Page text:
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Minister for Technology Frank Cousins made the announcement in Parliament today.
Dounreay has been awarded the £30m Prototype Fast Reactor (PFR) in the face of competition from the Winfrith nuclear power station in Dorset.
Dounreay's remote location in Caithness, Scotland's most northerly county, was an important factor when construction of the nuclear power station began in 1955.
Its remoteness is believed to be one of the reasons why the PFR will be built there.
But Mr Cousins said the government had also taken into consideration the fact that Dounreay already had many of the required skilled staff and the necessary facilities.
At a press conference, Mr Cousins said there had been a change in attitude towards nuclear power and many local authorities had wanted the PFR built in their area.
Mr Cousins said the new reactors were "the future".
"They will be able to produce new nuclear fuel in the course of their operation and offer a prospect of even greater economy, as well as conservation in the use of uranium," Mr Cousins explained.
Scientists say the technology used by the PFR is the most economical way to produce electrical power.
Current nuclear reactors can extract only 2% of the energy available in nuclear fuel compared with up to 10% for the new reactors.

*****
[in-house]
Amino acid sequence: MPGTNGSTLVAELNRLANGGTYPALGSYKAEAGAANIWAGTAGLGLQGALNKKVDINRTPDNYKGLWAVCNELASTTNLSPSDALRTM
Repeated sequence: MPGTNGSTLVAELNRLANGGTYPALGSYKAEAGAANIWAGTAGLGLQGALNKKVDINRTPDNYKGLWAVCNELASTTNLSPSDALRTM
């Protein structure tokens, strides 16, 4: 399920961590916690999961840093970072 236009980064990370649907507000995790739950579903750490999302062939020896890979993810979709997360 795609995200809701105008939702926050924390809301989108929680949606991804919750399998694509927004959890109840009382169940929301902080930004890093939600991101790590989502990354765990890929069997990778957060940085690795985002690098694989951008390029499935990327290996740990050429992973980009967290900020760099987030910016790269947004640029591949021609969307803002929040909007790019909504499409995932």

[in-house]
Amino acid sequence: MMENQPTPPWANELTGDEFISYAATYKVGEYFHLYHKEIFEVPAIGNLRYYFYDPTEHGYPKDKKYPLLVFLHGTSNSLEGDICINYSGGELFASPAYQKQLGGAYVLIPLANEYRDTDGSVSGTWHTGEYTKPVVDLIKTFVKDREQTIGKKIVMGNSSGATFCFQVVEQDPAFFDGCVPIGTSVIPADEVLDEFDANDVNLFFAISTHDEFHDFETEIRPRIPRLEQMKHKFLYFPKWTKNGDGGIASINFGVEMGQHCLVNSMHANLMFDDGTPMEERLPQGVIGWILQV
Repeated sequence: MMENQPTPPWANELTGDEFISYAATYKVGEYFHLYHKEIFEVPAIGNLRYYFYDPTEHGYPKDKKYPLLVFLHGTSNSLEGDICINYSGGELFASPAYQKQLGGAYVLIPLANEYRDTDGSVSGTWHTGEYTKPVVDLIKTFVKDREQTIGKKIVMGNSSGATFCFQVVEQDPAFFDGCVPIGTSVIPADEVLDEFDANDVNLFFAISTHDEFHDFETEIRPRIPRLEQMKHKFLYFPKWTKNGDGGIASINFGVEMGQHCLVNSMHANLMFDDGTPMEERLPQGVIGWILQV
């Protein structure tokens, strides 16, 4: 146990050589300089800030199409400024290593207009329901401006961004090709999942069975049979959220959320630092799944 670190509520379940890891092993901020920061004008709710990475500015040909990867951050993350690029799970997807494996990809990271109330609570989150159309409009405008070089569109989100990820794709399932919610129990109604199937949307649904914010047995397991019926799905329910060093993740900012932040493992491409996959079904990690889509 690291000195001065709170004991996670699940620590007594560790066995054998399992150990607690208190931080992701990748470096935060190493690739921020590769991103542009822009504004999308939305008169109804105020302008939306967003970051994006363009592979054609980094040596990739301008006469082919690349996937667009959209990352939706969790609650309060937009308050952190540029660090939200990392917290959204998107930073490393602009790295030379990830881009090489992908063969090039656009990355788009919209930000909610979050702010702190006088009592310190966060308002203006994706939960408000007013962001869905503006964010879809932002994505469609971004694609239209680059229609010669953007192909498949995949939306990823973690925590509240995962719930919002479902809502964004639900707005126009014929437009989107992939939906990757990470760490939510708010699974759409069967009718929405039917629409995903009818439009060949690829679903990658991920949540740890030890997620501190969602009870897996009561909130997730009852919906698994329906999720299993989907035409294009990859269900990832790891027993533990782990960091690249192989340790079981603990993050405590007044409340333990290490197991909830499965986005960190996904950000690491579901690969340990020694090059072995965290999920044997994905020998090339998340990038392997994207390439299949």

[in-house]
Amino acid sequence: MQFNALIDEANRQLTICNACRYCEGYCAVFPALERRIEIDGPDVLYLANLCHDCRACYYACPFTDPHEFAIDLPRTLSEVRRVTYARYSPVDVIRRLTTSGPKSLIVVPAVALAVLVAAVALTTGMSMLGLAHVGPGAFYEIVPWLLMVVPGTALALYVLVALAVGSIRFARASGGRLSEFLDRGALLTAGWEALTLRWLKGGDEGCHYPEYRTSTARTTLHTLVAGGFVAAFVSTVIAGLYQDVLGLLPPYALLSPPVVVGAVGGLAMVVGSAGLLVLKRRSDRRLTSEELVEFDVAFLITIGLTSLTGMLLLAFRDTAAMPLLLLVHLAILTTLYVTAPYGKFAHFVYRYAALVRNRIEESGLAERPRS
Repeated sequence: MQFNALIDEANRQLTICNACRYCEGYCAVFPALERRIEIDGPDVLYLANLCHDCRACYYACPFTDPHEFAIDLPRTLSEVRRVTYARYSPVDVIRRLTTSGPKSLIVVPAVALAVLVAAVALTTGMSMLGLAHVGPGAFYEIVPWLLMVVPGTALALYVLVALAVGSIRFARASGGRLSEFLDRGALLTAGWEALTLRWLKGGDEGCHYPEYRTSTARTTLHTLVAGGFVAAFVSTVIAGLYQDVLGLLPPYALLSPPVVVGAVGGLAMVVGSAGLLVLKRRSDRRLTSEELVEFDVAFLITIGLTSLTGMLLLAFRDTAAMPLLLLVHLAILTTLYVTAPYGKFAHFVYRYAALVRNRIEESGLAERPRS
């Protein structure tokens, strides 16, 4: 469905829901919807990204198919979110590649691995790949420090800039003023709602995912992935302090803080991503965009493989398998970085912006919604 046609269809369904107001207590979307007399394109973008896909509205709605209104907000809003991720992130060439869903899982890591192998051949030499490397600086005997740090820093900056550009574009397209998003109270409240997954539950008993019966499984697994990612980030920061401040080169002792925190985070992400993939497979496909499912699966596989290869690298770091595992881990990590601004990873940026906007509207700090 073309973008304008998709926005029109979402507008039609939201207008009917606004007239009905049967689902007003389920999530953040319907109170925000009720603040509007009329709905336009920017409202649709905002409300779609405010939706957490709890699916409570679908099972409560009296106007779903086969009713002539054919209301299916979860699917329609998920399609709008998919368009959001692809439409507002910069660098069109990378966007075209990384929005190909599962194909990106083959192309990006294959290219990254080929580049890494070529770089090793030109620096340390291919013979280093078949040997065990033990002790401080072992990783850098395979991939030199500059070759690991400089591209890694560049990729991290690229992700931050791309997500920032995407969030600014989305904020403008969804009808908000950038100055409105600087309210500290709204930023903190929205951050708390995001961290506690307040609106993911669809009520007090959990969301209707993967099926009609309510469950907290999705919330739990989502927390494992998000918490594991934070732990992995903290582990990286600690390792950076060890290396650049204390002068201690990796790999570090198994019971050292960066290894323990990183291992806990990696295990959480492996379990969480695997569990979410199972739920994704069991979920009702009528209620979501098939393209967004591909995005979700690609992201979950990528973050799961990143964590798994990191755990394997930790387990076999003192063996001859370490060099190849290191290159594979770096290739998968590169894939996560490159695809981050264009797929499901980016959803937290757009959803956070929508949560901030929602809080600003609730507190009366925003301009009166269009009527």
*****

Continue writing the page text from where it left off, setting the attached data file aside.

The United Kingdom Atomic Energy Authority (UKAEA) will build and operate the prototype reactor.
UKAEA chairman Sir William Penney said it was hoped to have commercial power stations in operation by 1978.
But they would have a "real tough time" meeting that target, Sir William added, and it not come to fruition until a couple of years later.
Dounreay was the world's first electricity-producing "fast" reactor - the reactor itself being enclosed in a distinctive dome.
The new reactor will benefit the local economy in Caithness with 700 construction jobs to be filled.
Fast reactors were popular when uranium stocks were thought to be dwindling but construction of them slowed when new uranium reserves were discovered.
The Prototype Fast Reactor at Dounreay was the only one ever built in the UK.
In 1994 the PFR was the last of Dounreay's three reactors to cease operation but the UK remained a member of the European Fast Reactor research programme.
During its lifetime as an electricity-producing station Dounreay supplied 600 million units of power to the national grid.
Dounreay continued to process nuclear waste but in 1998 it was announced that the entire site would be closed.
The announcement followed a series of problems at the plant culminating in the discovery that enough uranium to build 12 nuclear weapons had gone missing.
Dounreay is now in the process of being decommissioned.
It is expected to be 2060 before the site is cleaned of all nuclear material and can be redeveloped.
However, the famous Dounreay dome will remain - Historic Scotland has agreed to class it as listed building.
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